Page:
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Author Topic: [Theoretical question] Could the whole BTCnetwork run on a handful of computers?  (Read 117 times)
Chironexxx
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January 29, 2018, 09:12:56 PM
Merited by DannyHamilton (2)
 #1

…or in other words: how would a massive loss of hashing power affect the network shortterm/longterm?

Hi!

This question came to my mind, when I read the headline that China might ban BTC mining and I started to think about the ramifications for the whole network. Since I don’t have any programming background, let me briefly elaborate on my thoughts:
If I understand the whole system correctly, the difficulty is adjusted every two weeks adjusting it in a way, that the blocktime stays at ~10mins. This means that a sudden loss of a large amount of global hashing power would lead to considerably higher blocktimes until the next difficulty adjustment. From then on, everything should be back to normal. Furthermore, it should be able to push this even further and run it on a handful of computers, if the difficulty is adjusted correctly to this presumed tiny global hashrate.

Obviously, I understand that a massive drop in hashpower would attract tons of new miners who want a larger piece of the cake and the global hashrate would drop shortly, but rise back up quickly. Hence, running the network on a small amount of computer defeates the purpose of decentralization, I know that. However, I had the feeling that this is a really good thought experiment for learning more about the BTC network.

I would really appreciate if more knowledgeable people could let me know if I’m on the right track or if I misunderstood something, or if I failed to take all important aspects into account.

Thanks, Chiro

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Minnie1928
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January 29, 2018, 09:16:21 PM
Last edit: January 29, 2018, 09:27:03 PM by Minnie1928
Merited by Xavofat (1)
 #2

If all the computers in this world would focus only on the mining algorithm they still couldn't reach even that small percent that the Bitcoin network is offering. If you could swap somehow to CPU(general) instead of ASIC the electricity would have to cost trillions of dollars, euros(any strong FIAT) to match the number of calculated hashes per moment.

Bitcoin network has supreme power and it is unreplaceable right now!

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ManaMan
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January 29, 2018, 09:18:27 PM
 #3

…or in other words: how would a massive loss of hashing power affect the network shortterm/longterm?

Hi!

This question came to my mind, when I read the headline that China might ban BTC mining and I started to think about the ramifications for the whole network. Since I don’t have any programming background, let me briefly elaborate on my thoughts:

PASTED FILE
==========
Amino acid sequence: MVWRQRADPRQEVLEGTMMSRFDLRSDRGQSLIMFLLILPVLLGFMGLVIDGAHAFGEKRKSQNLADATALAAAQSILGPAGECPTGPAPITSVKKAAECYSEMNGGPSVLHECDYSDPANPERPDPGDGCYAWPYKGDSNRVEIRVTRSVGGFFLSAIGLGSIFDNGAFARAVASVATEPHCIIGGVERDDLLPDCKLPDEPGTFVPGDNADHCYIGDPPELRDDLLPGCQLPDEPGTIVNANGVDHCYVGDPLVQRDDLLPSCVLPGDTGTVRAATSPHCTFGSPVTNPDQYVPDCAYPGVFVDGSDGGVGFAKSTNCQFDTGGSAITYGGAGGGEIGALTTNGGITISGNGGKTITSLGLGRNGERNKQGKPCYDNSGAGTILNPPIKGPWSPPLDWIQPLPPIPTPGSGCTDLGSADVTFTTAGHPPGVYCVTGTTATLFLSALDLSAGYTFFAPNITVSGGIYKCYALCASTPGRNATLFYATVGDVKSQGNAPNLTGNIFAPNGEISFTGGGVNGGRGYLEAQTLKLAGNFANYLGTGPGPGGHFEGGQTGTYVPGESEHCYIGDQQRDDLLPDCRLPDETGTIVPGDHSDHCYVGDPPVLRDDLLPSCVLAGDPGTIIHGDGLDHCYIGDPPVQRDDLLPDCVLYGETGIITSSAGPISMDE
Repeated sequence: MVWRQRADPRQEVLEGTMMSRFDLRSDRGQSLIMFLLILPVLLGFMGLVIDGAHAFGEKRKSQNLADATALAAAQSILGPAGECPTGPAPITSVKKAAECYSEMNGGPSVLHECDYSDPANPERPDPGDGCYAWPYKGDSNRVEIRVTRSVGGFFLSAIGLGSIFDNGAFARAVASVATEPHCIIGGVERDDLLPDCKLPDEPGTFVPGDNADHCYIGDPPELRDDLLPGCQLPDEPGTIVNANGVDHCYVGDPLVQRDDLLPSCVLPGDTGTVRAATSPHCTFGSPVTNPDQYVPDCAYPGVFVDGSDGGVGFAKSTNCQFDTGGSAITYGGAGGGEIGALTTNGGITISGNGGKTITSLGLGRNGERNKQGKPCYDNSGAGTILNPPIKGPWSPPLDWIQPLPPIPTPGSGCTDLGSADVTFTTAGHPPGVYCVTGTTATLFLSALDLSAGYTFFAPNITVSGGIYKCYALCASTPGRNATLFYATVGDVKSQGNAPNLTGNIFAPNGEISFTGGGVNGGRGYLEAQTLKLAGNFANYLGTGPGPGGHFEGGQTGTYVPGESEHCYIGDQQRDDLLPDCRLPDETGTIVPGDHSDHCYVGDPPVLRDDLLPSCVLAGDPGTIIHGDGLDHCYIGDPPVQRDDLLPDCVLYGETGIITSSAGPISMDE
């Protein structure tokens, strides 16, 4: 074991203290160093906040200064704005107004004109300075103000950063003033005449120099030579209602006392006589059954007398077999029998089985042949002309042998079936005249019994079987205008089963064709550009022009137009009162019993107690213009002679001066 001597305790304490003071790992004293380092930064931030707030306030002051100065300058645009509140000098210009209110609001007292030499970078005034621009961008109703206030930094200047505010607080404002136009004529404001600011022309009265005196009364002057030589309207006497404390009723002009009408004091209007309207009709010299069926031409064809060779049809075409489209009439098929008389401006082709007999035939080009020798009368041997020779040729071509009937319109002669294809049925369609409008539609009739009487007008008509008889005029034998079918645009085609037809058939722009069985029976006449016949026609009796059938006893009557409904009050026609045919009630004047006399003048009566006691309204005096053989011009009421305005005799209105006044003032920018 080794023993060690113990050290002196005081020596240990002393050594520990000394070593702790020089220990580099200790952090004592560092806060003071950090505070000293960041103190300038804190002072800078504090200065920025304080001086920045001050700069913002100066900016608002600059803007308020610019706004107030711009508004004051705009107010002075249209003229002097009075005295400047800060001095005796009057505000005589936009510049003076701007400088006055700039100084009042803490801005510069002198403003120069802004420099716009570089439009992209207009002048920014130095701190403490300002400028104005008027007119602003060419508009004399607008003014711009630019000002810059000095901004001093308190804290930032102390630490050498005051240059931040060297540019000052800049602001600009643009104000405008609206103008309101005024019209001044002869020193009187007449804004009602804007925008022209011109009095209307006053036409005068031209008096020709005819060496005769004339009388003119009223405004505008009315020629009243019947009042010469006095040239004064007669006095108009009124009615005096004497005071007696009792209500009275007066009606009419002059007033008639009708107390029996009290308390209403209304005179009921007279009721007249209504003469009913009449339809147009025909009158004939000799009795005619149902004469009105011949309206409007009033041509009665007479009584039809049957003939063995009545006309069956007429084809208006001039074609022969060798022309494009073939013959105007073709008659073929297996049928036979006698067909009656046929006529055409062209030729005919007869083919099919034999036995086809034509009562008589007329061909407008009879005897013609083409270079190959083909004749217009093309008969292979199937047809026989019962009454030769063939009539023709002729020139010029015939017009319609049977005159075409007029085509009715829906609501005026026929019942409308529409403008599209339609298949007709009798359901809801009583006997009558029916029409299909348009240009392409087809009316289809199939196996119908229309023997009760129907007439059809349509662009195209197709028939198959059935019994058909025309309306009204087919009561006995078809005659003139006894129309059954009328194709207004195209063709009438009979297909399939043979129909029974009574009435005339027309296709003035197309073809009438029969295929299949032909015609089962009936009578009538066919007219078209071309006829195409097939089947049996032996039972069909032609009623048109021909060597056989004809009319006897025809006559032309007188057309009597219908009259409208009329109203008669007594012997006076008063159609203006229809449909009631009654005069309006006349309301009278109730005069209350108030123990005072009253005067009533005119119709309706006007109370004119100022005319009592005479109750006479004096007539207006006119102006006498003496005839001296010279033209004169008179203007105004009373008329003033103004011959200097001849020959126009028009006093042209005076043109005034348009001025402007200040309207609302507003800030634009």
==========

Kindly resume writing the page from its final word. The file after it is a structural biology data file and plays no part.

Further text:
If I understand the whole system correctly, the difficulty is adjusted every two weeks adjusting it in a way, that the blocktime stays at ~10mins. This means that a sudden loss of a large amount of global hashing power would lead to considerably higher blocktimes until the next difficulty adjustment. From then on, everything should be back to normal. Furthermore, it should be able to push this even further and run it on a handful of computers, if the difficulty is adjusted correctly to this presumed tiny global hashrate.

Obviously, I understand that a massive drop in hashpower would attract tons of new miners who want a larger piece of the cake and the global hashrate would drop shortly, but rise back up quickly. Hence, running the network on a small amount of computer defeates the purpose of decentralization, I know that. However, I had the feeling that this is a really good thought experiment for learning more about the BTC network.

I would really appreciate if more knowledgeable people could let me know if I’m on the right track or if I misunderstood something, or if I failed to take all important aspects into account.

Thanks, Chiro


First things first miners are not the ones who host btc nodes, they might but most of them simply connect to 3rd party pool because  this is how you mine. Which means that if there is sudden drop in hash rate there shouldn't be a problem with the number of nodes that are there in the network.

You are correct we will have to wait for difficulty to adjust, but however knowing that this is multi billion industry I think that miners will see to get out of "China" in this case before they ban mining.

Other disadvantage with low hash rate is that it makes it "easier" for 51% attack to occur and this is why btc big hash rate matters so much - for the security of whole network.
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January 29, 2018, 09:32:03 PM
Merited by Xavofat (1)
 #4

If I understand the whole system correctly, the difficulty is adjusted every two weeks adjusting it in a way, that the blocktime stays at ~10mins. This means that a sudden loss of a large amount of global hashing power would lead to considerably higher blocktimes until the next difficulty adjustment.

It is only adjusted every 2 weeks if the blocks are happening on average every 10 minutes.

The ACTUAL trigger for the adjustment is that the block height be a multiple of 2016.  If the blocks are happening on average every 10 minutes, then that is:

2016 blocks X 10 minutes = 20160 minutes
20160 minutes / 1440 minutes per day = 14 days = 2 weeks.

However, lets imagine that 75% of the hash power were to just disappear immediately after a difficulty adjustment.  Since only one-fourth of the original amount of hash power exists, the blocks will take 4 times as long, or 40 minutes on average.  This would continue for 8 weeks, before the next adjustment would bring the average time back to 10 minutes per block.

Additionally, there is a limitation on the difficulty adjustment that prevents it from adjusting by more than a factor of 4.

Therefore, if more than 75% of the hash power were to just disappear immediately after a difficulty adjustment, the problem would persist even longer.  Lets imagine that 93.75% of the hash power were to just disappear immediately after a difficulty adjustment.  Since only one-sixteenth of the original amount of hash power exists, the blocks will take 16 times as long, or 1600 minutes on average.  This would continue for 32 weeks, before the next adjustment would bring the average time back to 40 minutes per block. This would continue for 8 weeks, before the next adjustment would finally bring the average time back to 10 minutes per block.